Finding my own style involved about six years of full-on painting pretty blindly. I painted anything and everything that I saw, and I did so under the guidance of professors, or books, or other artists, but mainly under the guidance of myself.Â From the very first painting I did, I can see that I was working to put my own individual view of the world onto the surface. In retrospect I can view these works and see a thread running through them all, even the ones completed within a class, such as figure drawing. This thread is what grew into my current body of work.
The thread can best be expressed as comprising exactly what interested me about what I was viewing.
About five years into my artistic training period, I had a professor who told me that she could glance at a scene and instantly keep in her head what caught her attention. Then, she painted just that. Everything else that she put in what just to accent and draw attention to that part that caught her eye. This has rung true with my own experience. In fact, I use this when viewing others’ work too; I glance and instantly look away to see what impression remains in my mind’s eye. This is often the essence of the work.
This is not over simplistic, I feel; I must add on to that truism however that this professor had the necessary skills and experience to then present the same vision in her artwork as art, rather than as a slavish copy of what she saw in front of her. Robert Henri said many similar things; here’s one of them: “Concentrate on a single feature […and…] make all lines lead toward that eye.”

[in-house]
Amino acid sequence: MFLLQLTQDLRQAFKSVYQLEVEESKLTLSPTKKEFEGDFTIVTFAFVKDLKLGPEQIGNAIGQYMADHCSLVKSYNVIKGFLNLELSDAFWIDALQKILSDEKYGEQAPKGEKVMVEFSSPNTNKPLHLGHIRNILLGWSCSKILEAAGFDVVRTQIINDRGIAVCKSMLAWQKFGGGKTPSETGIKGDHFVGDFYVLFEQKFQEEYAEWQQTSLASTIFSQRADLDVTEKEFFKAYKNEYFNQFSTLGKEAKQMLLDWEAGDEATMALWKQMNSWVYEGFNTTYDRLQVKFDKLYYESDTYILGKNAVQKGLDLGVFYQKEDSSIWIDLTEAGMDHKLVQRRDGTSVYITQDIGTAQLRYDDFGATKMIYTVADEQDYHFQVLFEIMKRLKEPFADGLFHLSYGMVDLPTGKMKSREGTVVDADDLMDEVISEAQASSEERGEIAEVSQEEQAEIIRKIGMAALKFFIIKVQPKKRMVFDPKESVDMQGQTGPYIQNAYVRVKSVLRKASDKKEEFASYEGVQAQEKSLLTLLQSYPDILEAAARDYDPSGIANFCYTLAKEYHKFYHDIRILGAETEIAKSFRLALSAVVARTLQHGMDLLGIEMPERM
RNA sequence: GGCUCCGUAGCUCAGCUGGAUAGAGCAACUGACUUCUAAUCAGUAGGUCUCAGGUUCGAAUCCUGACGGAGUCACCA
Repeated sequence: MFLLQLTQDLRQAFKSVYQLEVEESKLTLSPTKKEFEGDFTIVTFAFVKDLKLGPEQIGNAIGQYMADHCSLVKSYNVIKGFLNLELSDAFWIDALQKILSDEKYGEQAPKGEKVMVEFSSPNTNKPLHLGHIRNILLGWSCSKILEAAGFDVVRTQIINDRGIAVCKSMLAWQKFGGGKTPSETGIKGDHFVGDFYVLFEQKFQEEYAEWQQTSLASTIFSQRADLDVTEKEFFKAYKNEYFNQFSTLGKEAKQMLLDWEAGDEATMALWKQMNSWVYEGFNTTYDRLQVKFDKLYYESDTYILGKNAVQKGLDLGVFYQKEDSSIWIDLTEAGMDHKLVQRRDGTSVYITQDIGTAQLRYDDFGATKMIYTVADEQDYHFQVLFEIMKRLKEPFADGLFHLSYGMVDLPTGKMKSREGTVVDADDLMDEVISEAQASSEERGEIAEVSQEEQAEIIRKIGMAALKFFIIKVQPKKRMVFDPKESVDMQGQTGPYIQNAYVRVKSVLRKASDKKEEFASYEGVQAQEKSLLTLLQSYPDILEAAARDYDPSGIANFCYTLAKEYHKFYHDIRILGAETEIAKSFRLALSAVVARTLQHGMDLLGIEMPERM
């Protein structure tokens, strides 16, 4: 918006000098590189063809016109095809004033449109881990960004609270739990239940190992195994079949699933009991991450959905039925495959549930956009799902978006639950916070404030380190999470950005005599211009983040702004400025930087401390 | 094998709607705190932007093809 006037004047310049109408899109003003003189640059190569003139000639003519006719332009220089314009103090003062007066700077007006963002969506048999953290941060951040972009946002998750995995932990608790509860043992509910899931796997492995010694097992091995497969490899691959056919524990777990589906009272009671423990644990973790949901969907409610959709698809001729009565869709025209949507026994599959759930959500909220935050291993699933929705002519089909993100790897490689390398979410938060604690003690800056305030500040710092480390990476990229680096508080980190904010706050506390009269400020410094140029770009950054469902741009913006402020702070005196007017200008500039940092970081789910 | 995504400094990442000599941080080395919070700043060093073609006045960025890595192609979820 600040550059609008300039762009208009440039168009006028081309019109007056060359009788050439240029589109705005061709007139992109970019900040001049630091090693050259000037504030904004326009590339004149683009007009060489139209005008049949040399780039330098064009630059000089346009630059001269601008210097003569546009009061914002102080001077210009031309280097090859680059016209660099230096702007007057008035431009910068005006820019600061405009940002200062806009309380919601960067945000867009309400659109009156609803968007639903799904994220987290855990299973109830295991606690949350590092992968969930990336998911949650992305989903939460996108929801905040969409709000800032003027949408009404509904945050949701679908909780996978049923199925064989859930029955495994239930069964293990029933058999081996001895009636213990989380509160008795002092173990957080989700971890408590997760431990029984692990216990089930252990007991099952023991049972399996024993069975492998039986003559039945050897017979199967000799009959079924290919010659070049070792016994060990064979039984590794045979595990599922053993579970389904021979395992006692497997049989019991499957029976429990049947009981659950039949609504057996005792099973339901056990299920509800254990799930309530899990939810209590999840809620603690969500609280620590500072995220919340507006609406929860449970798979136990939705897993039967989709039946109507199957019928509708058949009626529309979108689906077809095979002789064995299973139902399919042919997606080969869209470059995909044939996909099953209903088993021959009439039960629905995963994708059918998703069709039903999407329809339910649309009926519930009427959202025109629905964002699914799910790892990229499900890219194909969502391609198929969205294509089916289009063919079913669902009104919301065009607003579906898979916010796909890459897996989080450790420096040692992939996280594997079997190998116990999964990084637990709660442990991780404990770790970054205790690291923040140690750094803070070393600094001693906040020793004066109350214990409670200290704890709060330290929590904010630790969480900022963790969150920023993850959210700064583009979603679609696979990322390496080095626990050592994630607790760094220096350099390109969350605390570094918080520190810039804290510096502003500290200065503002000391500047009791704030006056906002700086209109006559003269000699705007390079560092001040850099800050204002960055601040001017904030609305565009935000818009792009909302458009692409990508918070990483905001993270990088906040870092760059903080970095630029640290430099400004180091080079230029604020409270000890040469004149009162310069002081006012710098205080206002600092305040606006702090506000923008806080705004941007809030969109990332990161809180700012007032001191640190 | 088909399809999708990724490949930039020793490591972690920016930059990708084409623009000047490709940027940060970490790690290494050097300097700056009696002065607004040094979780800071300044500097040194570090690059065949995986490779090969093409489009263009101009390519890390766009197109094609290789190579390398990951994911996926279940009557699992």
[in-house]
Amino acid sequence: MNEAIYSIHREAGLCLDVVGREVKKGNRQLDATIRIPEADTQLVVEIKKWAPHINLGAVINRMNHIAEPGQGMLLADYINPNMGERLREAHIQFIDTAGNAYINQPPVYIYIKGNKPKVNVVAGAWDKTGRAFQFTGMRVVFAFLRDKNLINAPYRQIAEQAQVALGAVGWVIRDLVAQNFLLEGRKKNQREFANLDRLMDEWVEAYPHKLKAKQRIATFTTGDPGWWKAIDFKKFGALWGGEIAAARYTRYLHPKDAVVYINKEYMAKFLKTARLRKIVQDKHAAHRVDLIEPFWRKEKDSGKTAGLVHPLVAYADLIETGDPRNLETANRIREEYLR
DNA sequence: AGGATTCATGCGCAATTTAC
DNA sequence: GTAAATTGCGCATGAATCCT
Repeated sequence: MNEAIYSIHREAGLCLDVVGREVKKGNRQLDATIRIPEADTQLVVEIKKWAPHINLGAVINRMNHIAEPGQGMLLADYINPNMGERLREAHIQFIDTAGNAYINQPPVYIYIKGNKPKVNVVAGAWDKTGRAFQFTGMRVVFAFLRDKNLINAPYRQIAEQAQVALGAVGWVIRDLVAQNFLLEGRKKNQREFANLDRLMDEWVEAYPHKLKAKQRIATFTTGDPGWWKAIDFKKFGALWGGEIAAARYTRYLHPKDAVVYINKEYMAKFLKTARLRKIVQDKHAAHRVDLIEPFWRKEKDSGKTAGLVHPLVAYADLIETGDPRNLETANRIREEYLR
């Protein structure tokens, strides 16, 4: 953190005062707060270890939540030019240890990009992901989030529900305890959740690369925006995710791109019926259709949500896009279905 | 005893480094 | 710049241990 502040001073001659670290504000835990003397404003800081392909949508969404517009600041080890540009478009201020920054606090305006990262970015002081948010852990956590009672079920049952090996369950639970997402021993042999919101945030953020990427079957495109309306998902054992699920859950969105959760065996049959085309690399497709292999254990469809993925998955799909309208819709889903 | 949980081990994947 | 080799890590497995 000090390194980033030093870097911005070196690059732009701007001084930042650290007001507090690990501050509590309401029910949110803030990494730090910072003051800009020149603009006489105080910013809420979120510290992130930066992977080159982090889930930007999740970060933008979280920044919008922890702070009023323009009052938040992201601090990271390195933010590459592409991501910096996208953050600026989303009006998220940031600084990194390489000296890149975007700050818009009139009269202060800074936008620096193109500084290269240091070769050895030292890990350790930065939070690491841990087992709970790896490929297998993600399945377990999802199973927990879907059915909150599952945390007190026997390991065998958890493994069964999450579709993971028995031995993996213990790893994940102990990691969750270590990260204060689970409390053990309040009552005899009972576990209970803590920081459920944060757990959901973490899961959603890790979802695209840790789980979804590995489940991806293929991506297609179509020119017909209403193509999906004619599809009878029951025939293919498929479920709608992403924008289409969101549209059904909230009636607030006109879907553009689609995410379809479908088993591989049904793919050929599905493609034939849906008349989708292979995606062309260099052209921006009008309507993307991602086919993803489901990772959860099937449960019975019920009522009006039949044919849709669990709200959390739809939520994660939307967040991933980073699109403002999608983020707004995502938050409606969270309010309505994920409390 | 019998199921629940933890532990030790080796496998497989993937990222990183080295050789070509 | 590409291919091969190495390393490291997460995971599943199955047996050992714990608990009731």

An artist can use this as a key in assessing their own work, I think, in discovering their personal ‘style’. Collect together all your works, virtually or in person, and glance at them. What impression remains? What are the one or two things that stick in your perception. Hopefully, the work has enough life in it that something does stick. If not, this can help the artist, too, in realizing they might be holding back too much.
Collate what is similar about your works, ask yourself about every aspect; such as, do you always favor a particular collection of tones or shades? Do you see a preponderance of a particular color, or kind of line? How do you divide the surface up, typically?